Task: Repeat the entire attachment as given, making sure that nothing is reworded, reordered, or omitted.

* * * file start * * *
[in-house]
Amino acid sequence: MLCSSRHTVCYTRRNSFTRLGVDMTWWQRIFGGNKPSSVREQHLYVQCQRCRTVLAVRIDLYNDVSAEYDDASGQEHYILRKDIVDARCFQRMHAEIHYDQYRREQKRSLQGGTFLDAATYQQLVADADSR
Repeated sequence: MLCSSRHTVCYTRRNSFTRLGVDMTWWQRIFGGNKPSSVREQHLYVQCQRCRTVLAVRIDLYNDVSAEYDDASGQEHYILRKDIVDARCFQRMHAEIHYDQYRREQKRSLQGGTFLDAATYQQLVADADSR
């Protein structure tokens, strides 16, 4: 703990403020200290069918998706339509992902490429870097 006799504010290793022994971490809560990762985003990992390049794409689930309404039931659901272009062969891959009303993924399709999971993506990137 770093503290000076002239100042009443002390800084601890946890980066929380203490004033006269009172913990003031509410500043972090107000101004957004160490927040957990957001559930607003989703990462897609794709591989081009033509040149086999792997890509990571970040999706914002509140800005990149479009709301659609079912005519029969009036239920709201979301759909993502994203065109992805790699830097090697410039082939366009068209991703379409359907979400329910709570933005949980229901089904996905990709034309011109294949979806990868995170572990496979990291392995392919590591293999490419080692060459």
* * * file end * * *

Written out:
[in-house]
Amino acid sequence: MLCSSRHTVCYTRRNSFTRLGVDMTWWQRIFGGNKPSSVREQHLYVQCQRCRTVLAVRIDLYNDVSAEYDDASGQEHYILRKDIVDARCFQRMHAEIHYDQYRREQKRSLQGGTFLDAATYQQLVADADSR
Repeated sequence: MLCSSRHTVCYTRRNSFTRLGVDMTWWQRIFGGNKPSSVREQHLYVQCQRCRTVLAVRIDLYNDVSAEYDDASGQEHYILRKDIVDARCFQRMHAEIHYDQYRREQKRSLQGGTFLDAATYQQLVADADSR
């Protein structure tokens, strides 16, 4: 703990403020200290069918998706339509992902490429870097 006799504010290793022994971490809560990762985003990992390049794409689930309404039931659901272009062969891959009303993924399709999971993506990137 770093503290000076002239100042009443002390800084601890946890980066929380203490004033006269009172913990003031509410500043972090107000101004957004160490927040957990957001559930607003989703990462897609794709591989081009033509040149086999792997890509990571970040999706914002509140800005990149479009709301659609079912005519029969009036239920709201979301759909993502994203065109992805790699830097090697410039082939366009068209991703379409359907979400329910709570933005949980229901089904996905990709034309011109294949979806990868995170572990496979990291392995392919590591293999490419080692060459």